``Today, he does this act all over the country, and he builds it up the same way,″ said Chris Kraras, president of White Star Tours, of Reading, Pa., which specializes in senior citizen bus tours.

``They’ll play a venue a couple weeks and then go out and put these tapes on every bus driver’s cassette player and by the next year, everyone wants to see this guy they’ve heard.

``It happened that way in Laughlin, Nev., in Las Vegas, Los Angeles, Denver, in Canton, Ohio, in Pittsburgh. Name almost every major venue up to Hamilton, Ont., plus Niagara Falls, Syracuse,″ Kraras said.

Sandra Roberts, 57, of Tallahassee, Fla., got her first exposure to Prose on a bus to a Biloxi, Miss., casino last March, when the driver played a videotape. She was hooked.

``I didn’t realize anybody could get their point across anymore without using filth, since Red Skelton died,″ she said.

Prose’s videos _ ``An Evening With Charlie Prose″ and ``Love & Laughter″ _ have both gone platinum, each selling more than 50,000 units or reaching $2 million in retail sales.

His viewer may be sitting alone on a bus streaking down an interstate, but somehow Prose makes a connection. He attributes it to his homespun comedy, his willingness to show vulnerability and the lack of profanity in his act.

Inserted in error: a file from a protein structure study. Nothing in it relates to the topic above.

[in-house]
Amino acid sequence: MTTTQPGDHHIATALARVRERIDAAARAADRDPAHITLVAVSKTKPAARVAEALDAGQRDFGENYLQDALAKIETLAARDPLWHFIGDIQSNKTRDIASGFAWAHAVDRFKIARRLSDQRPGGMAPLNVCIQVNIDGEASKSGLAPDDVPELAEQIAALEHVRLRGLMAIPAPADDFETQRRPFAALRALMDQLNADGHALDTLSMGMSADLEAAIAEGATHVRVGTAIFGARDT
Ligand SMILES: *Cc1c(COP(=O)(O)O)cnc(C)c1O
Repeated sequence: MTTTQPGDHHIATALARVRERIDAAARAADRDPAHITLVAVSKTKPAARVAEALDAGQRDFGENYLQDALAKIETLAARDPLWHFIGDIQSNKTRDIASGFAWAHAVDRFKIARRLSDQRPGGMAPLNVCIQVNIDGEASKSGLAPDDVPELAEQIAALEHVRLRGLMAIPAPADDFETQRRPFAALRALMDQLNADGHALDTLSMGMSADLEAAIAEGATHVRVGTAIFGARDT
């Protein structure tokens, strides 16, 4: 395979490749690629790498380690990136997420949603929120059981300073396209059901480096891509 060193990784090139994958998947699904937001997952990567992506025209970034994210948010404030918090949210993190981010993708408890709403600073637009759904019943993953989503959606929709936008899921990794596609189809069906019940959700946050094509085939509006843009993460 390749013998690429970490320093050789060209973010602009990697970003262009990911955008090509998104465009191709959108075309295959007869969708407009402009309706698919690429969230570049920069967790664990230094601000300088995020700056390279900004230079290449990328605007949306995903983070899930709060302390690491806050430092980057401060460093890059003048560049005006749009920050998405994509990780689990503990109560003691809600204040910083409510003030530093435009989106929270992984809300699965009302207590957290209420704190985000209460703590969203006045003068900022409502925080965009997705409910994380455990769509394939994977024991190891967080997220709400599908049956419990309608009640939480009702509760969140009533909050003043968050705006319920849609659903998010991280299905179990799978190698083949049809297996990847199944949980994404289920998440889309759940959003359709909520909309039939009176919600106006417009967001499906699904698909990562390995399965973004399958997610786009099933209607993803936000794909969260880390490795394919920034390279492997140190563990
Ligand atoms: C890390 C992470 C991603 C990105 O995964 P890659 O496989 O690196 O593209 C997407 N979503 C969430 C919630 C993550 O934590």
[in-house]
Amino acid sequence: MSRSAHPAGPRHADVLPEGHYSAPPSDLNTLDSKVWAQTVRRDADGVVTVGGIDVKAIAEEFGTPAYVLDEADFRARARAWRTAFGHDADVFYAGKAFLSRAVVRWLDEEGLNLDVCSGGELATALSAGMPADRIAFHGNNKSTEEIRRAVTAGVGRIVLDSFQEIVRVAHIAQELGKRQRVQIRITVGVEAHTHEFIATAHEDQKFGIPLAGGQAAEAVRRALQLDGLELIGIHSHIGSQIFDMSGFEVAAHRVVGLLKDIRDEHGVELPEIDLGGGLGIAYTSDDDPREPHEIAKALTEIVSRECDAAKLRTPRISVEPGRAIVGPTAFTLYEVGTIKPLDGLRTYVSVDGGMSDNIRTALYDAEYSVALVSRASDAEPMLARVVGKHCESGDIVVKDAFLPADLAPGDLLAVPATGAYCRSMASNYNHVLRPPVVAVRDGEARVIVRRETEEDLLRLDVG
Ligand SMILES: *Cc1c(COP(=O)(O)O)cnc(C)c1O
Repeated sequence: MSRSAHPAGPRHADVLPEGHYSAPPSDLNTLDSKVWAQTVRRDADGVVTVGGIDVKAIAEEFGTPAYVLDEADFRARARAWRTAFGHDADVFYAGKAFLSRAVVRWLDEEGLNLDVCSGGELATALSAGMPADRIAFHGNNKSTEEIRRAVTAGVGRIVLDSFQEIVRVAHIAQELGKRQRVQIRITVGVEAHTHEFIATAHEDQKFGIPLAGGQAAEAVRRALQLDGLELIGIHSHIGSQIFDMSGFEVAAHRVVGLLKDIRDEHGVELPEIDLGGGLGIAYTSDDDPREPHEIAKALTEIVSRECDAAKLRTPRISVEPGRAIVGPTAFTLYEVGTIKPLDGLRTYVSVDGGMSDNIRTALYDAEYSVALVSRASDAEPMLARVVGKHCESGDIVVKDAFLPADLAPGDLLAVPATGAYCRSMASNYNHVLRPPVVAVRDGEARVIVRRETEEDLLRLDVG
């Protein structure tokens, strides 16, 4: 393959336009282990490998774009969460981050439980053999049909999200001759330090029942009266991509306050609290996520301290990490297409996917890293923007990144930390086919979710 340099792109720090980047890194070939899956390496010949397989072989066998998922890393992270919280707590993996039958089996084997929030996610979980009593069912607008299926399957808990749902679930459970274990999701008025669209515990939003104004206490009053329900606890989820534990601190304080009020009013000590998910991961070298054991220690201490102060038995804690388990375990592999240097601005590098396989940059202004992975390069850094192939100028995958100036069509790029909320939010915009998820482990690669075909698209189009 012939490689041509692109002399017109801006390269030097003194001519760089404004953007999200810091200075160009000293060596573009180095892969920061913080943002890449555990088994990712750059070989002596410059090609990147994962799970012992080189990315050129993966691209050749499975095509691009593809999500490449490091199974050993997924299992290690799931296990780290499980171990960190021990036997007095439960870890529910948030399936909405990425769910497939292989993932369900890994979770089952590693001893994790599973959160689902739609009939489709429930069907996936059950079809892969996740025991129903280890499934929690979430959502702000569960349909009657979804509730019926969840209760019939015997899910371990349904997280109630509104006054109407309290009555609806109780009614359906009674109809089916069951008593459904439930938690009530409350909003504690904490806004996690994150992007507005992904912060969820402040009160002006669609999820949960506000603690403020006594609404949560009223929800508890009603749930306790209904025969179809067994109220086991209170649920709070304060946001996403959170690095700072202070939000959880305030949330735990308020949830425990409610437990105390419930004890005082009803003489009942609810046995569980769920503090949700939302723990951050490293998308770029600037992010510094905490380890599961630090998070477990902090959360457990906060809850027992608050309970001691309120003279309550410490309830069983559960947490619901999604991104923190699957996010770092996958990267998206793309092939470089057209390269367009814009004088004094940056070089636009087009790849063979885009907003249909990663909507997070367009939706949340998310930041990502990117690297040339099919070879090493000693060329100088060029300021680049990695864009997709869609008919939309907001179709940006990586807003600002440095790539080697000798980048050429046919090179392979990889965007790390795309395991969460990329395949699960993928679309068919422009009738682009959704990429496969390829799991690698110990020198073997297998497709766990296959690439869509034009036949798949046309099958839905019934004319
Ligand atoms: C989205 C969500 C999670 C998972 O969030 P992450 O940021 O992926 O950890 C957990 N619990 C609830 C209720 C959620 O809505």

His shows typically open with a cover of Buddy Greco’s ``I Love Being Here With You″ and close with ``The Living Years,″ a Mike and the Mechanics hit.

In between, it’s storytelling and comedy, much of which centers around the ``things aren’t like they used to be″ theme.

``When I was a kid, I used to say to my dad, ‘Pop, are we poor?’ He’d say, ’No, we just don’t have any money.‴ Ba-dum-PUMP.

At Christmas, Prose brings out his old yarn about the birth of Christ. ``Do you know why Jesus was born in a manger? Because Joseph and Mary belonged to an HMO.″

The medium helps his message, too.

``A variety show like his lends itself to buses, since it’s not a movie you have to concentrate on. You can look away and come back to it,″ said Pittsburgh concert promoter Gary Latshaw, who has promoted Prose shows for 15 years.

``I deal with big names all the time _ Johnny Cash, the Oak Ridge Boys, you name it. But Charlie Prose is the only one we can bring back every year and have him sell out year after year. When people call to make reservations _ and I’ve heard this a thousand times _ they say ‘I’m coming to see Charlie Prose. He’s a friend of mine.’

``He can’t have 50,000 friends, you and I know that. But that’s the way they feel,″ Latshaw said.

Prose, who spends 200 days a year on the road himself, lives with his wife of 38 years in Mays Landing, just outside Atlantic City. He still plays the casinos at least once a year.

``Show business is a hard business,″ he said. ``It’s difficult to break through, to get yourself out there and known. The record companies control the distribution and without records or TV exposure, there’s no recognizability and therefore no work.″

``This was just a different way of becoming a headliner,″ he said.